There are a few possible complications from surgery for mesothelioma. One of them, empyema, can affect survival and quality of life for patients.

A report in the Annals of Thoracic Surgery investigated the rate of empyema after pleurectomy/decortication surgery. Dr. Raphael Bueno, a lead thoracic surgeon at Brigham and Women’s Hospital in Boston, co-authored the report.

Pleurectomy/decortication (P/D) is one of two aggressive surgeries for pleural mesothelioma. It removes the pleural lining, diaphragm and pericardial lining. The other surgery, extrapleural pneumonectomy, goes a step further by removing a lung.

Patients should understand the reasons for getting either surgery and risks of any operation. First, let’s explain empyema.

 

What Is Empyema?

Empyema is the medical term for a collection of pus. It forms in the pleural space between the lungs and chest wall.

Empyema usually forms in pockets around an untreated bacterial infection. The pleural lining is removed during pleurectomy/decortication, but the procedure can cause a bacterial infection in the empty space.

Antibiotics control the infection, and a chest tube drains the pus.

 

Impact of Empyema After P/D Surgery

The study analyzed 355 cases of pleurectomy/decortication at a high-volume mesothelioma cancer center. These cases occurred through nine years.

Neoadjuvant chemotherapy was given to 87 patients, and 282 people received hyperthermic intrathoracic chemotherapy (HITHOC).

Twenty four (6.8%) patients developed empyema, and their hospital stay was significantly longer. Postoperative empyema was linked to male patients, prolonged air leaks during surgery and prosthetic mesh.

The overall survival was also nearly cut in half due to empyema:

  • 11.7 months median survival with postoperative empyema
  • 21.3 months median survival without postoperative empyema

 

Why to Have Surgery for Mesothelioma

While the complications from surgery might be scary, you should consider having surgery if you’re eligible. The survival benefit is often massive — usually a multi-year difference — and the chances of serious complications are low.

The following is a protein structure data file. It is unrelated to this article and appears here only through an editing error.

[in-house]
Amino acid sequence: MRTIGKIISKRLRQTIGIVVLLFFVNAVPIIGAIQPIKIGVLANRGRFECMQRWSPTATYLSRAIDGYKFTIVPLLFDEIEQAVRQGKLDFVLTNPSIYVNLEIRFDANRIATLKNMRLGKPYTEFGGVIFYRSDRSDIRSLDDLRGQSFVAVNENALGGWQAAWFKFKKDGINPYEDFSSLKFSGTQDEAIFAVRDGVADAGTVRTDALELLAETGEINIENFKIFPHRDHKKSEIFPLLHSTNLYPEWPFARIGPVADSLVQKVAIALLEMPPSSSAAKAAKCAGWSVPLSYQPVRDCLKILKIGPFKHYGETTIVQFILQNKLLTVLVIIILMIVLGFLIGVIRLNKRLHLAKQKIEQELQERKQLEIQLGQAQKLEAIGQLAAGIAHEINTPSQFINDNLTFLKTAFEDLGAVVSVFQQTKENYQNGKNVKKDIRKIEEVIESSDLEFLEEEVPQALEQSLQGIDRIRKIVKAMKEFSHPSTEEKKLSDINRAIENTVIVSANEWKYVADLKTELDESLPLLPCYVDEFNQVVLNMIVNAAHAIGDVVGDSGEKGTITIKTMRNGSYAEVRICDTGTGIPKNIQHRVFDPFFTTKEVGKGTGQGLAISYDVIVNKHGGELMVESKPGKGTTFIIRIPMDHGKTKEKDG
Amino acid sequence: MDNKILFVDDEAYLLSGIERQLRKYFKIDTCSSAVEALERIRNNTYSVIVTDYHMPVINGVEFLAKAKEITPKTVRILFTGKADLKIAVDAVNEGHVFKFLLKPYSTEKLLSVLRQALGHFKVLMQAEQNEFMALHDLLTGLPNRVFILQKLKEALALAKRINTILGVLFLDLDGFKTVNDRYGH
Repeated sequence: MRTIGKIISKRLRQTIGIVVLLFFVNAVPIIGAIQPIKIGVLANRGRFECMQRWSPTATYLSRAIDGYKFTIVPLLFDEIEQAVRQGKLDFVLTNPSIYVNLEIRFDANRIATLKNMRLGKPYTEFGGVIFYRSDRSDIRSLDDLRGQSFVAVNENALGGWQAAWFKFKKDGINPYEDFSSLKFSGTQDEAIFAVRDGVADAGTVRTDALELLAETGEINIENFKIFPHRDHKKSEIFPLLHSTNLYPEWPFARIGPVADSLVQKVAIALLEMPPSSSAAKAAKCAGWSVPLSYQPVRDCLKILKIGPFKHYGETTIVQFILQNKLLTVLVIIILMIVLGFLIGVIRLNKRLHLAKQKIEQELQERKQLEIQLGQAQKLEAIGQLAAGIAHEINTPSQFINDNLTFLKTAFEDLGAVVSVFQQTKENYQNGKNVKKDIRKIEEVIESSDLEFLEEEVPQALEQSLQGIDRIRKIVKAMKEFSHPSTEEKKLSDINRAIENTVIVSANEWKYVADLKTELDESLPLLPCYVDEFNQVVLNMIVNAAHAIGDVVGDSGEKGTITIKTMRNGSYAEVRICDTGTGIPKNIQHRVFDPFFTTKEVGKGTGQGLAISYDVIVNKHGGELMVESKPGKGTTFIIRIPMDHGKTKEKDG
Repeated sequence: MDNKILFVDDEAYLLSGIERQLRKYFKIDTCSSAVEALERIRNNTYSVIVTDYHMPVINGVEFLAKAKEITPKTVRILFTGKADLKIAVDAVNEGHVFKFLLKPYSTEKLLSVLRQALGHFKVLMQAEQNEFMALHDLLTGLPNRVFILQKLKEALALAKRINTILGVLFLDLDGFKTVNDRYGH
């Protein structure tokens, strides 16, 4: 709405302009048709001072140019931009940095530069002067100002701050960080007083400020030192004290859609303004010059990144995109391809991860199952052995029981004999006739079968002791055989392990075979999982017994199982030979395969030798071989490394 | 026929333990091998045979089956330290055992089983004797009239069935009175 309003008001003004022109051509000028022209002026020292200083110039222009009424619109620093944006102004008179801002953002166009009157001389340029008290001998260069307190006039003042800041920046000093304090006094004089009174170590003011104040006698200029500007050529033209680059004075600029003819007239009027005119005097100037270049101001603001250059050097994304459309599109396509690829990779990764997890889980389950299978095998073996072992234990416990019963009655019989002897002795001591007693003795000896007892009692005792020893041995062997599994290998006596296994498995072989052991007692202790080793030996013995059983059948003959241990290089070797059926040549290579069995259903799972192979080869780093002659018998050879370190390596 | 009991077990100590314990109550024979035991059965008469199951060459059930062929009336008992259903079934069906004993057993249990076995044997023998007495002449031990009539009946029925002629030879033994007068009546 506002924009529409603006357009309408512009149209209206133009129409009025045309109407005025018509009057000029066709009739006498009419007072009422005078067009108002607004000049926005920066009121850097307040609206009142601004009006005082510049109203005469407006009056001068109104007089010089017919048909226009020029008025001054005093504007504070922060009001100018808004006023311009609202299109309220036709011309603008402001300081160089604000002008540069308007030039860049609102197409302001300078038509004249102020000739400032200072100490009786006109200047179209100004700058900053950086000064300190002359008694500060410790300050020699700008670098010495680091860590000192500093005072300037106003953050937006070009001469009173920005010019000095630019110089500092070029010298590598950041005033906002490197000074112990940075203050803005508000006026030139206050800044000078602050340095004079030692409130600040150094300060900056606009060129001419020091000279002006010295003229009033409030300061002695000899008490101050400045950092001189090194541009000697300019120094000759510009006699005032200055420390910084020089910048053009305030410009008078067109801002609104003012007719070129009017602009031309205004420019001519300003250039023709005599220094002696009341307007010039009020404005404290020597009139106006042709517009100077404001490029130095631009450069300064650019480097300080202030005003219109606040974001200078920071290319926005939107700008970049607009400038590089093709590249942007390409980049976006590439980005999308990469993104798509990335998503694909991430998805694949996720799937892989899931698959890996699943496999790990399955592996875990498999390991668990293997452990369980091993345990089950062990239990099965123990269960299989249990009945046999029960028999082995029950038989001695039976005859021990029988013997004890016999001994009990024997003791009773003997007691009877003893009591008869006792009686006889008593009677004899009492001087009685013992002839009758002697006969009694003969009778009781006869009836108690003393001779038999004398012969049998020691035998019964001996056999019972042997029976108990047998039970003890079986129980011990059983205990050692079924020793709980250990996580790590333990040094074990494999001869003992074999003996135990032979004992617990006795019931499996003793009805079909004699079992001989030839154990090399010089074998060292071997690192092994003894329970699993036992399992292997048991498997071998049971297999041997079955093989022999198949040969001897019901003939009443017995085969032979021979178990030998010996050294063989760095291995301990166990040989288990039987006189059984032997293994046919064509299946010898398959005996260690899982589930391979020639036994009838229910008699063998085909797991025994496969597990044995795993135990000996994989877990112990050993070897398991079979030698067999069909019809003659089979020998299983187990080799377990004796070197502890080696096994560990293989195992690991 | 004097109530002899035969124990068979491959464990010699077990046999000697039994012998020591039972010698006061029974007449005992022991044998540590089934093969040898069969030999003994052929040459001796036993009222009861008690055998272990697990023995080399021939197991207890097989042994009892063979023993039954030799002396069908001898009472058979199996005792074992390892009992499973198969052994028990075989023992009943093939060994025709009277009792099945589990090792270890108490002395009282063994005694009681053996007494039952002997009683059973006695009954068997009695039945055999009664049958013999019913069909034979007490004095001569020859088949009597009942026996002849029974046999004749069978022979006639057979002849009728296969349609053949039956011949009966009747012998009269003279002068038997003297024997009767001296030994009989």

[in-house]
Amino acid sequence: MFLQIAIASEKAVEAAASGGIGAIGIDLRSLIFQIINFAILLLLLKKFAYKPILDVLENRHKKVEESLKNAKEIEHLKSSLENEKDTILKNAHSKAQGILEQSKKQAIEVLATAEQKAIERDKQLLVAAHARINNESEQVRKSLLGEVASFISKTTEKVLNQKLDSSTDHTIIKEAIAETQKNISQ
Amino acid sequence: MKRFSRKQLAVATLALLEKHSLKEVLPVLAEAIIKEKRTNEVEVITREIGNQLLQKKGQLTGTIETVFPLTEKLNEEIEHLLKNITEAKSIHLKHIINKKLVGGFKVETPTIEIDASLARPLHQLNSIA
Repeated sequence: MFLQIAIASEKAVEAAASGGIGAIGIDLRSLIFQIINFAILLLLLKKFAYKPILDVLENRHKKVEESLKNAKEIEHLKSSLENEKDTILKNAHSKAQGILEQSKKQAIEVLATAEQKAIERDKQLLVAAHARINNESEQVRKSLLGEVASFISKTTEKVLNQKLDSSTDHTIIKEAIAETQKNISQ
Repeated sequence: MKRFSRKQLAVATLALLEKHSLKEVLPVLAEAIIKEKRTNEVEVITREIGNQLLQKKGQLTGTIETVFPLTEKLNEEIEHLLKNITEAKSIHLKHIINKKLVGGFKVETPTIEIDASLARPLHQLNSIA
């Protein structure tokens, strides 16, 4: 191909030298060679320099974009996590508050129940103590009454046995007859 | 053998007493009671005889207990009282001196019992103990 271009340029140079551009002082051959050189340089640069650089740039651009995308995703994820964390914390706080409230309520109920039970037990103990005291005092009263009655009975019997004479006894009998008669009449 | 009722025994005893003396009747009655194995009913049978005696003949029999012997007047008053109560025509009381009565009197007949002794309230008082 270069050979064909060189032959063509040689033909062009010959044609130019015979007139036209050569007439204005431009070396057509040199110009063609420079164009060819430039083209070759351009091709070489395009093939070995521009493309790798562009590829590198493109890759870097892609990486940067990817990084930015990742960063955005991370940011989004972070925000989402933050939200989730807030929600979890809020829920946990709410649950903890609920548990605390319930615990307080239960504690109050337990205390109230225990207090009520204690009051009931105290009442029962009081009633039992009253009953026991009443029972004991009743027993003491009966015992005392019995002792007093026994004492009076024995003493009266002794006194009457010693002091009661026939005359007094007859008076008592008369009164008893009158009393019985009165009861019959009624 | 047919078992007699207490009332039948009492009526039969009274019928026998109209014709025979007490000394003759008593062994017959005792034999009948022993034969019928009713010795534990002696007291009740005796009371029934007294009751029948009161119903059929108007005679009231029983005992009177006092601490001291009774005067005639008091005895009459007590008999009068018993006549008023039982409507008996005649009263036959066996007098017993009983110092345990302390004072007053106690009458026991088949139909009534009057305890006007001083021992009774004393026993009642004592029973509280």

For instance, only 6.8% of the patients in the study developed empyema. Other serious complications — respiratory failure, kidney failure, cardiac arrest, and internal bleeding — have low incidence rates. Pneumonia, blood clots and air leakage from the lungs are the most likely complications from mesothelioma surgery. They’re all treatable or temporary.

For help finding a cancer center for surgery, contact nurse Karen Ritter. She’s a mesothelioma patient advocate and can help you schedule a meeting with a top thoracic surgeon. Email karen@mesotheliomaguide.com for help.

    Sources & Author

Devin Goldan image

About the Writer, Devin Golden

Devin Golden is the content writer for Mesothelioma Guide. He produces mesothelioma-related content on various mediums, including the Mesothelioma Guide website and social media channels. Devin's objective is to translate complex information regarding mesothelioma into informative, easily absorbable content to help patients and their loved ones.

Guide Packet Desktop Ad

Want to learn more?

Try Our Free Guide to Fighting Mesothelioma

Get in depth knowledge about your diagnosis & the best treatments.

Learn More
Guide Packet Mobile Ad

    Sources & Author

Picture of Devin Golden

About the Writer, Devin Golden

Devin Golden is the content writer for Mesothelioma Guide. He produces mesothelioma-related content on various mediums, including the Mesothelioma Guide website and social media channels. Devin's objective is to translate complex information regarding mesothelioma into informative, easily absorbable content to help patients and their loved ones.